Charter of free media adopted at World Forum on Free Media
post-template-default,single,single-post,postid-20656,single-format-standard,bridge-core-3.1.8,qodef-qi--no-touch,qi-addons-for-elementor-1.7.1,qode-page-transition-enabled,ajax_fade,page_not_loaded,,qode-title-hidden,qode-child-theme-ver-1.0.0,qode-theme-ver-30.5,qode-theme-bridge,qode_header_in_grid,qode-wpml-enabled,wpb-js-composer js-comp-ver-7.6,vc_responsive,elementor-default,elementor-kit-41156

Charter of free media adopted at World Forum on Free Media


Discussion on media, politics and civil rights at the Casa do Brasil, World Social Forum, Tunis 2015. Sally Burch of the Association for Progressive Communications addresses the panel. Photo: Montserrat Boix.

Participants at the 4th World Forum on Free Media, meeting in Tunis 22-28 March, adopted a World Charter of Free Media in support of “communication that is both pluralistic and engaged.”

In a statement, the participants said that as “communicators and activists,” they are “committed to multiple emancipatory communication practices across different regions of the world.”

The forum was organized in the framework of the World Social Forum 2015, however, the World Charter of Free Media was initiated by “collective reflection” in 2013, as noted in the statement. It is a “commitment to just and emancipatory communication, and our engagement with world developments and humanity.”

The group said it consists of “communicators, activists, journalists, hackers, community media associations and free media, social movements and popular organizations” as well as “bloggers, audiovisual producers, free technology developers, associations, networks, unions, journalism schools, research centers on information and communication, and NGOs supporting access to information and communication.”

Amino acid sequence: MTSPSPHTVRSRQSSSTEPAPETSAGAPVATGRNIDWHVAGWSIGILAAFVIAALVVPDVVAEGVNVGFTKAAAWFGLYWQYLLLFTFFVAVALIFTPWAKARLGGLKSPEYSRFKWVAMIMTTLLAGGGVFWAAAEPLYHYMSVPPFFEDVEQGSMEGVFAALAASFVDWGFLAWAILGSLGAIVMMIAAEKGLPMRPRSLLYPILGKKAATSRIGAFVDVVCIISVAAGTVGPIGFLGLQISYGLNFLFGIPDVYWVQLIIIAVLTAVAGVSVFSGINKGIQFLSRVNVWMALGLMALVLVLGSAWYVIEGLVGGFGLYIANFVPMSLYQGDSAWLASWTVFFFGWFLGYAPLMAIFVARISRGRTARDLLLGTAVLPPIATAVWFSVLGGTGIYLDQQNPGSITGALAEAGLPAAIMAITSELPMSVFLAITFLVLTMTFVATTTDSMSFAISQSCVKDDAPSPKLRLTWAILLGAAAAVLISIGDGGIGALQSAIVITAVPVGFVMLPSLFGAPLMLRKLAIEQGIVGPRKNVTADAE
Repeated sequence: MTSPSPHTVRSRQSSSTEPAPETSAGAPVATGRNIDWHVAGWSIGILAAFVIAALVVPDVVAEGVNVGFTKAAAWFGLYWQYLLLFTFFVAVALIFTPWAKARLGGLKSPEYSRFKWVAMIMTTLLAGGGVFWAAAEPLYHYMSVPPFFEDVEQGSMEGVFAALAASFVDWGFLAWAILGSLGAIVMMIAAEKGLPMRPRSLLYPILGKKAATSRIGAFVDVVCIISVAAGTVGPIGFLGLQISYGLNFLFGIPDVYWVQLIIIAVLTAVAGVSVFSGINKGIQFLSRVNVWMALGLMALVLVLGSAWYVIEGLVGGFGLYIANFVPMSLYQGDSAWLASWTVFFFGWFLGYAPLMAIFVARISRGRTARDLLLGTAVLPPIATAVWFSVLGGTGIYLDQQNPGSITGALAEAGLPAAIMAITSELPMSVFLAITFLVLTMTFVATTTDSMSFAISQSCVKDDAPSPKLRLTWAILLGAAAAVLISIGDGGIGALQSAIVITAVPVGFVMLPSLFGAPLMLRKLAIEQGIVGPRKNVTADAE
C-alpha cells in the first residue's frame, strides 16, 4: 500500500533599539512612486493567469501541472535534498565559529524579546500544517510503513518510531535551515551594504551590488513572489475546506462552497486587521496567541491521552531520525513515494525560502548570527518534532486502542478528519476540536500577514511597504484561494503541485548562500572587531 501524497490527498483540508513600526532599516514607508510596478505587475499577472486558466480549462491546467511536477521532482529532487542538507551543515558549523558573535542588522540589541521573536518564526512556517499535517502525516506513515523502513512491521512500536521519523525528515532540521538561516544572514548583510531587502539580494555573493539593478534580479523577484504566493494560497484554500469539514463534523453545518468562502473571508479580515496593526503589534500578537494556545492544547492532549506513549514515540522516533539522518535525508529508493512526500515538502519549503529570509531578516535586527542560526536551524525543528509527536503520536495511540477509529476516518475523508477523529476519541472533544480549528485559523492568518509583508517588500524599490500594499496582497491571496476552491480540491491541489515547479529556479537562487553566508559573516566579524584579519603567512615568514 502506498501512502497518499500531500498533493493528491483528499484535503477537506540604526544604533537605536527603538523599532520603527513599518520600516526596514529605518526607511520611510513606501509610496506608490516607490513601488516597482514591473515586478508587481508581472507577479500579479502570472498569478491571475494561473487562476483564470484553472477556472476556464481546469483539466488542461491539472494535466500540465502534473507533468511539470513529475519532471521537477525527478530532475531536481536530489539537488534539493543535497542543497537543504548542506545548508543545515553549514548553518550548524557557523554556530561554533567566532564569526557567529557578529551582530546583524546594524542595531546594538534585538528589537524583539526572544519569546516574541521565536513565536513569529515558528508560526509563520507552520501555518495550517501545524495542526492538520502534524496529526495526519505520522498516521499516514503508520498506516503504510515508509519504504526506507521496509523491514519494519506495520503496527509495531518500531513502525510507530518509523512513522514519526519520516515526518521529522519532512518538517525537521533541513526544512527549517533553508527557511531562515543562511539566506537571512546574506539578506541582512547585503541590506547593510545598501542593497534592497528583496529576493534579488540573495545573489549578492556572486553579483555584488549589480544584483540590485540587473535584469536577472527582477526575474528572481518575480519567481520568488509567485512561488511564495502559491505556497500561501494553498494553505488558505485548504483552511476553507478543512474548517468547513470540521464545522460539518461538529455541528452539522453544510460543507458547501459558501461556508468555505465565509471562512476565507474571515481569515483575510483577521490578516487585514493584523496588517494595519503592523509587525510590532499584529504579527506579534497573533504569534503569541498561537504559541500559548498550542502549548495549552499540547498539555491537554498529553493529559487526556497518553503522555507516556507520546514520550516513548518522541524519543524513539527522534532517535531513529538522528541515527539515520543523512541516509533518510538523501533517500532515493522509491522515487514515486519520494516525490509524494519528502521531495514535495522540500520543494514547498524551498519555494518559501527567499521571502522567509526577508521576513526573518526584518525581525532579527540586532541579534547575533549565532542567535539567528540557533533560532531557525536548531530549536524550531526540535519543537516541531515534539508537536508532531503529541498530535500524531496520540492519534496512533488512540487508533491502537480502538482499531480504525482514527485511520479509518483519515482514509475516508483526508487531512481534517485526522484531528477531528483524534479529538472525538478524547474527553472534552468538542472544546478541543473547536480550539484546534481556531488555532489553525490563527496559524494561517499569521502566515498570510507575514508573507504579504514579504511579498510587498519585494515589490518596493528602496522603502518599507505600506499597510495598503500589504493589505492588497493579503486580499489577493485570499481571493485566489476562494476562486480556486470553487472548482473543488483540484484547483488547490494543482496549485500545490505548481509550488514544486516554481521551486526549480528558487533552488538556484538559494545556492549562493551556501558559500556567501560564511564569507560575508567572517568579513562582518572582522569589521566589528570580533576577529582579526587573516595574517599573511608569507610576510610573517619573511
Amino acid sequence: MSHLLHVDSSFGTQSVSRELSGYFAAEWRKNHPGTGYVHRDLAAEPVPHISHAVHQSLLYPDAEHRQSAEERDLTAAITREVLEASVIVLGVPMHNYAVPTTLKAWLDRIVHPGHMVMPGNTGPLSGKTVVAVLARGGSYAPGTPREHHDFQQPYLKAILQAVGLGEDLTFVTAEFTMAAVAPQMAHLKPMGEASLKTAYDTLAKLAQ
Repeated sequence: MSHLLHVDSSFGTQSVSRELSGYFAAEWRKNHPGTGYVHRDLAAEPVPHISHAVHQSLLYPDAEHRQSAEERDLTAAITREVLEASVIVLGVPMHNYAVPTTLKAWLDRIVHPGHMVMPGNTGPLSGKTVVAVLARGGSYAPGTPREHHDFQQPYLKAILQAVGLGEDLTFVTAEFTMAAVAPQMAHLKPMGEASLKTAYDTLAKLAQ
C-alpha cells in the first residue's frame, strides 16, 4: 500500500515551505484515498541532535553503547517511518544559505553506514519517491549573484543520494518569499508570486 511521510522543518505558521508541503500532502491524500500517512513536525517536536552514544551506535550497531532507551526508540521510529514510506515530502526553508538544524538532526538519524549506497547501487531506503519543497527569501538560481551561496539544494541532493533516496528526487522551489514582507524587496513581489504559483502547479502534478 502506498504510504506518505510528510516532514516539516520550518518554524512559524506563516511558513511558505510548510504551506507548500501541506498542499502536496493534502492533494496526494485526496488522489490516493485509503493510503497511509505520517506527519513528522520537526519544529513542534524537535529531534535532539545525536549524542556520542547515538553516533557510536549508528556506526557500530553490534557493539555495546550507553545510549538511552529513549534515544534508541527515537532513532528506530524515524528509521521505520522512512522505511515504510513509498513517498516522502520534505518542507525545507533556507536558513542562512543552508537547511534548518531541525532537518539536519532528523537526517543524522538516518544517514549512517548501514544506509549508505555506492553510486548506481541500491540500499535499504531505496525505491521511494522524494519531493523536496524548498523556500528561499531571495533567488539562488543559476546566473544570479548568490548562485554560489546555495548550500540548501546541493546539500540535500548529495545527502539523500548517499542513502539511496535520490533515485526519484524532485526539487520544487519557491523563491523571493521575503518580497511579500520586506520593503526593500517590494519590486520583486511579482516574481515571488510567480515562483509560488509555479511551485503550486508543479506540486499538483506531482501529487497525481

The charter marks the culmination of the process begun in 2013 “as a new starting point to continue building an emancipatory movement among activists concerned with information, communication and technologies.”

Knowledge production and dissemination of information by the “hegemonic [dominant] media” are subject to political and economic powers, the statement said. “Commercial media reproduce a system of values and understanding of the world, widening the gap between the actual needs of companies and already excluded marginalized social groups. During the last 20 years, with the (rapidly increasing) concentration of the media and the development of transnational telecommunications networks in all regions of the world, the power of traditional communication activists has grown,” they said.

The participants also said they recognize the international declarations, charters and reference texts on communication, including Article 19 in the Universal Declaration of Human Rights (1948) concerning the freedom of expression and the various statements of social movements regarding the right to communication adopted at the World Social Forums.

The common principles of the charter are:

  1. Freedom of expression for everyone, the right to information and communication, and free access to knowledge are fundamental human rights.
  2. Democratic information and communication is a fundamental condition for the exercising of democracy.
  3. Information and communication are essential tools in mobilizations and struggles seeking respect for human rights.
  4. Information and communication platforms are common goods. Their use and management should address the concerns of general interest and pluralism, prioritizing popular participation.

To read the full document, click here.

No Comments

Sorry, the comment form is closed at this time.